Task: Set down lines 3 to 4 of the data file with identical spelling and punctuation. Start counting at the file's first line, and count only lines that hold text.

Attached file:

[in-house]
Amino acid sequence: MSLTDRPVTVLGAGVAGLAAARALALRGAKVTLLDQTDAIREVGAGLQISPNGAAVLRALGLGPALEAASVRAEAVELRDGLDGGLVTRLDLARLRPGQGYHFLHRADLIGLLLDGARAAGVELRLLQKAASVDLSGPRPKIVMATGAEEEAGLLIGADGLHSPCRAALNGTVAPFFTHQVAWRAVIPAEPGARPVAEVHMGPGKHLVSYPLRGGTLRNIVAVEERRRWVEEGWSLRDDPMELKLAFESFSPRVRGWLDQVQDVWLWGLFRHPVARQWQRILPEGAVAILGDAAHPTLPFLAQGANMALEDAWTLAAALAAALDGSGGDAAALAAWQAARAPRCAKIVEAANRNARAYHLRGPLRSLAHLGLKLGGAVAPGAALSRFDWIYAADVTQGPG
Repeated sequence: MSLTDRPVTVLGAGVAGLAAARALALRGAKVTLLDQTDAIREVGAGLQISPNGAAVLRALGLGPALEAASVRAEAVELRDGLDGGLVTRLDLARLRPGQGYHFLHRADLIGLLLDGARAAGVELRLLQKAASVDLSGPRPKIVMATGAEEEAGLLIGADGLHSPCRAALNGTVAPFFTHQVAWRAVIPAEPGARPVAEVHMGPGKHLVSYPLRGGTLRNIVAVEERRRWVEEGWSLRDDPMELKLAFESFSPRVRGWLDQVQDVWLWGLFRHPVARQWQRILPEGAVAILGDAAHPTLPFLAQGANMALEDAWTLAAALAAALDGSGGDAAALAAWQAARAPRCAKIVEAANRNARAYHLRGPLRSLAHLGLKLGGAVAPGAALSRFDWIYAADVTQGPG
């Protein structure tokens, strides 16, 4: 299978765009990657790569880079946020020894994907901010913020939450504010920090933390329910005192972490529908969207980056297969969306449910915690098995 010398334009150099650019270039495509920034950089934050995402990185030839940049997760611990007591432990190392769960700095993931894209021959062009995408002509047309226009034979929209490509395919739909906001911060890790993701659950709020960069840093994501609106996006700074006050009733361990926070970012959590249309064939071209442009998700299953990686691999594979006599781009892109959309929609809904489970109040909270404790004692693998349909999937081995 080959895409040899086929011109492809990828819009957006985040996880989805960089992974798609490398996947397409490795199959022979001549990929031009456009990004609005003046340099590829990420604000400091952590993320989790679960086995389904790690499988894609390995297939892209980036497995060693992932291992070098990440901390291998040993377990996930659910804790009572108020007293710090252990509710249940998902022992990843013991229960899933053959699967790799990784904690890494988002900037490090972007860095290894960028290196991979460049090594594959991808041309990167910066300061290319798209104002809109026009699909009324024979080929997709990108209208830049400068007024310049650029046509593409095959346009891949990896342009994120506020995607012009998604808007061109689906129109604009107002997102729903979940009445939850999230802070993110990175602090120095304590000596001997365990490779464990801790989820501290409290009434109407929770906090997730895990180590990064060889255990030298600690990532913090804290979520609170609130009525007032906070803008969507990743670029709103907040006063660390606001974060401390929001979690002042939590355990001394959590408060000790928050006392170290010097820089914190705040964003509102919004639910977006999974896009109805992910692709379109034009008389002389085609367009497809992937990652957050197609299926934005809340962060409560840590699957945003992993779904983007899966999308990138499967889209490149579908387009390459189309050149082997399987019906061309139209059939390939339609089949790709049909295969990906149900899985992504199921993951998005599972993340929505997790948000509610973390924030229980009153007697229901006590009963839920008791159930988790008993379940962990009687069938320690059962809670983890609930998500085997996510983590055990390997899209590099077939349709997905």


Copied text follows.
Repeated sequence: MSLTDRPVTVLGAGVAGLAAARALALRGAKVTLLDQTDAIREVGAGLQISPNGAAVLRALGLGPALEAASVRAEAVELRDGLDGGLVTRLDLARLRPGQGYHFLHRADLIGLLLDGARAAGVELRLLQKAASVDLSGPRPKIVMATGAEEEAGLLIGADGLHSPCRAALNGTVAPFFTHQVAWRAVIPAEPGARPVAEVHMGPGKHLVSYPLRGGTLRNIVAVEERRRWVEEGWSLRDDPMELKLAFESFSPRVRGWLDQVQDVWLWGLFRHPVARQWQRILPEGAVAILGDAAHPTLPFLAQGANMALEDAWTLAAALAAALDGSGGDAAALAAWQAARAPRCAKIVEAANRNARAYHLRGPLRSLAHLGLKLGGAVAPGAALSRFDWIYAADVTQGPG
């Protein structure tokens, strides 16, 4: 299978765009990657790569880079946020020894994907901010913020939450504010920090933390329910005192972490529908969207980056297969969306449910915690098995 010398334009150099650019270039495509920034950089934050995402990185030839940049997760611990007591432990190392769960700095993931894209021959062009995408002509047309226009034979929209490509395919739909906001911060890790993701659950709020960069840093994501609106996006700074006050009733361990926070970012959590249309064939071209442009998700299953990686691999594979006599781009892109959309929609809904489970109040909270404790004692693998349909999937081995 080959895409040899086929011109492809990828819009957006985040996880989805960089992974798609490398996947397409490795199959022979001549990929031009456009990004609005003046340099590829990420604000400091952590993320989790679960086995389904790690499988894609390995297939892209980036497995060693992932291992070098990440901390291998040993377990996930659910804790009572108020007293710090252990509710249940998902022992990843013991229960899933053959699967790799990784904690890494988002900037490090972007860095290894960028290196991979460049090594594959991808041309990167910066300061290319798209104002809109026009699909009324024979080929997709990108209208830049400068007024310049650029046509593409095959346009891949990896342009994120506020995607012009998604808007061109689906129109604009107002997102729903979940009445939850999230802070993110990175602090120095304590000596001997365990490779464990801790989820501290409290009434109407929770906090997730895990180590990064060889255990030298600690990532913090804290979520609170609130009525007032906070803008969507990743670029709103907040006063660390606001974060401390929001979690002042939590355990001394959590408060000790928050006392170290010097820089914190705040964003509102919004639910977006999974896009109805992910692709379109034009008389002389085609367009497809992937990652957050197609299926934005809340962060409560840590699957945003992993779904983007899966999308990138499967889209490149579908387009390459189309050149082997399987019906061309139209059939390939339609089949790709049909295969990906149900899985992504199921993951998005599972993340929505997790948000509610973390924030229980009153007697229901006590009963839920008791159930988790008993379940962990009687069938320690059962809670983890609930998500085997996510983590055990390997899209590099077939349709997905």